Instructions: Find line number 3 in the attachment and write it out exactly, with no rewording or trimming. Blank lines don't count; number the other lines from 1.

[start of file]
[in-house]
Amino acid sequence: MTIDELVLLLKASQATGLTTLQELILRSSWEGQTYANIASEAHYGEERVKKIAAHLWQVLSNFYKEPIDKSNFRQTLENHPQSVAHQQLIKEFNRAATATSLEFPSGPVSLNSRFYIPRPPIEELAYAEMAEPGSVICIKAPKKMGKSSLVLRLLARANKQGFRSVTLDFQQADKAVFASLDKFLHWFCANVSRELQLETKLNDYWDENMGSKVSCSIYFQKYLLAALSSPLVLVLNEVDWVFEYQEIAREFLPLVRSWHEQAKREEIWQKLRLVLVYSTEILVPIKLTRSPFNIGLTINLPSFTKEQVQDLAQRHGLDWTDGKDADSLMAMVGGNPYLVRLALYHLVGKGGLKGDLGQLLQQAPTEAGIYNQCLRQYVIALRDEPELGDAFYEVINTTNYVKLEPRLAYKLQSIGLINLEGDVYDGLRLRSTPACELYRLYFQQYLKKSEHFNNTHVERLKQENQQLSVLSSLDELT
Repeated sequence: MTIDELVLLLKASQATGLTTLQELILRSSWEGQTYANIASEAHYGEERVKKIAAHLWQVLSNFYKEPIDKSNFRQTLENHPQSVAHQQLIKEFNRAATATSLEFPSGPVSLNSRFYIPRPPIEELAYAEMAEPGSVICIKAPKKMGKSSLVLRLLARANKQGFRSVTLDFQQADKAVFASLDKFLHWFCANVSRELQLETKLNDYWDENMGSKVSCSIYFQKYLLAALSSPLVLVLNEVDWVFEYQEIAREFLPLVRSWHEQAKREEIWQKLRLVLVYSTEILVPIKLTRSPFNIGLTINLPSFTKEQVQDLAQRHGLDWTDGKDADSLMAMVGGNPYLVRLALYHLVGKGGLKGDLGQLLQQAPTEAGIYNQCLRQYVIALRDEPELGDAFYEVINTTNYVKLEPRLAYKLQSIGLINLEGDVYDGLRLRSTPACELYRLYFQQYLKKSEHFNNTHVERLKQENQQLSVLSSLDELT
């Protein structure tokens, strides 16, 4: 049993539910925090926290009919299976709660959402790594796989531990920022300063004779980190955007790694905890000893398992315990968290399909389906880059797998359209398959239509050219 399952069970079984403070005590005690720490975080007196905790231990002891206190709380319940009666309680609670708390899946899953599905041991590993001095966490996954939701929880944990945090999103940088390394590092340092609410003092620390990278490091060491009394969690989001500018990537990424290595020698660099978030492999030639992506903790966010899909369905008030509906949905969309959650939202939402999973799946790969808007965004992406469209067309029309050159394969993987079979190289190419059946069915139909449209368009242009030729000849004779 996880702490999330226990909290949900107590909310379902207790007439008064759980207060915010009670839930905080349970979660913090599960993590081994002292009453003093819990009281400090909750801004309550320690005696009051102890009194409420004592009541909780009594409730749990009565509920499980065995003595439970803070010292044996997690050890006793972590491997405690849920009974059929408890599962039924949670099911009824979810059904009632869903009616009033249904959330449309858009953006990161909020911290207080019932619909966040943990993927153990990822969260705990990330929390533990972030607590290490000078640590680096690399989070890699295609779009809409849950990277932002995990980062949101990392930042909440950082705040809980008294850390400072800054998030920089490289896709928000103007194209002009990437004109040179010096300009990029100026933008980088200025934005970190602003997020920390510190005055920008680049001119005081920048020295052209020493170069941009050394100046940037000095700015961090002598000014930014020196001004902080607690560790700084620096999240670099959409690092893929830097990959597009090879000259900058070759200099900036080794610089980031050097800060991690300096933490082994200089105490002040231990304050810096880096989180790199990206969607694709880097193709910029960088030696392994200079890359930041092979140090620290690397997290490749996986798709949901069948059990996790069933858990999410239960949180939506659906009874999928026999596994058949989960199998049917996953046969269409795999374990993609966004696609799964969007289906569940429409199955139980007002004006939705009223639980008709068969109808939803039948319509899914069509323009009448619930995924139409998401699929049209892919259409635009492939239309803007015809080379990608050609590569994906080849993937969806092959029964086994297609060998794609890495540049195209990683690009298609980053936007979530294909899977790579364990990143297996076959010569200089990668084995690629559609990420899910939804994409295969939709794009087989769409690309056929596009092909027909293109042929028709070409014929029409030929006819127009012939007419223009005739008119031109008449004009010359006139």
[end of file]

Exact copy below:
Repeated sequence: MTIDELVLLLKASQATGLTTLQELILRSSWEGQTYANIASEAHYGEERVKKIAAHLWQVLSNFYKEPIDKSNFRQTLENHPQSVAHQQLIKEFNRAATATSLEFPSGPVSLNSRFYIPRPPIEELAYAEMAEPGSVICIKAPKKMGKSSLVLRLLARANKQGFRSVTLDFQQADKAVFASLDKFLHWFCANVSRELQLETKLNDYWDENMGSKVSCSIYFQKYLLAALSSPLVLVLNEVDWVFEYQEIAREFLPLVRSWHEQAKREEIWQKLRLVLVYSTEILVPIKLTRSPFNIGLTINLPSFTKEQVQDLAQRHGLDWTDGKDADSLMAMVGGNPYLVRLALYHLVGKGGLKGDLGQLLQQAPTEAGIYNQCLRQYVIALRDEPELGDAFYEVINTTNYVKLEPRLAYKLQSIGLINLEGDVYDGLRLRSTPACELYRLYFQQYLKKSEHFNNTHVERLKQENQQLSVLSSLDELT